Alaska Airlines confirmed yesterday it is advancing its plans to retire its Airbus jets, hoping to become an all-Boeing operator by the end of next year.
The Seattle-based airline’s subsidiary, Horizon Air, announced plans to operate exclusively with Embraer E-175s.
The statement was made in advance of an upcoming investor conference planned in New York City. The airline hopes the move will result in “operational simplicity, flexibility, scalability, better fuel efficiency and reduced maintenance costs”.
Airbus jets out, new Boeing jets in
Alaska’s current batch of Airbus jets joined its fleet via the airline’s acquisition of Virgin America in 2016. It operated 40 Airbus A320s, including 30 A320ceos and 10 A321neos. They now comprise approximately 20% of the carrier’s fleet.
Existing plans released by the airline outlined an intention to retire its A320ceo jets by the end of 2023 but made no mention of the A321neo fleet. As such, the airline’s most recent statement has fast-forwarded its plans to become a Boeing-only operator.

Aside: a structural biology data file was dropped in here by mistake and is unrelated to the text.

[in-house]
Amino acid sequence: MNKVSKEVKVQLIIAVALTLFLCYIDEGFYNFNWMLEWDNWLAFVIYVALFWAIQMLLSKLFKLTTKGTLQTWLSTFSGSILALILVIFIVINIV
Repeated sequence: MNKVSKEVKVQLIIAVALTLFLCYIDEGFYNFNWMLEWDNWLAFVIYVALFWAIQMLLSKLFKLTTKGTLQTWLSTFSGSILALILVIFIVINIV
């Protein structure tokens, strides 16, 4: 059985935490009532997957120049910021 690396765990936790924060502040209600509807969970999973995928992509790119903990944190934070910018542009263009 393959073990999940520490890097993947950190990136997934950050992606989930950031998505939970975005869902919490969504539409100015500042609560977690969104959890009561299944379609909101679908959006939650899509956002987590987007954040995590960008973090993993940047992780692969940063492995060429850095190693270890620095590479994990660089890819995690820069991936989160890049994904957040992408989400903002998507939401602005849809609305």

Along with phasing out some jets, Alaska has concurrent plans to grow its fleet of Boeing jets. North America’s sixth-largest airline currently has on order 71 737 Max aircraft.
According to Airfleets, Alaska’s subsidiary regional operator, Horizon, currently operates 32 De Havilland Canada DHC-8 propeller aircraft, in addition to its 30 E-175s.
Some aircraft to be repurposed
Following a common trend among commercial airlines, Alaska also announced during its investor event its intention of converting two of its older 737 passenger jets into freighters in the hope of tapping into a surge in demand for air freight capacity in the wake of the COVID-19 pandemic.
An intention of growing its route network by around 5% a year over the next three years was also confirmed by the airline, further demonstrating its hopes of going from strength to strength in the coming years.
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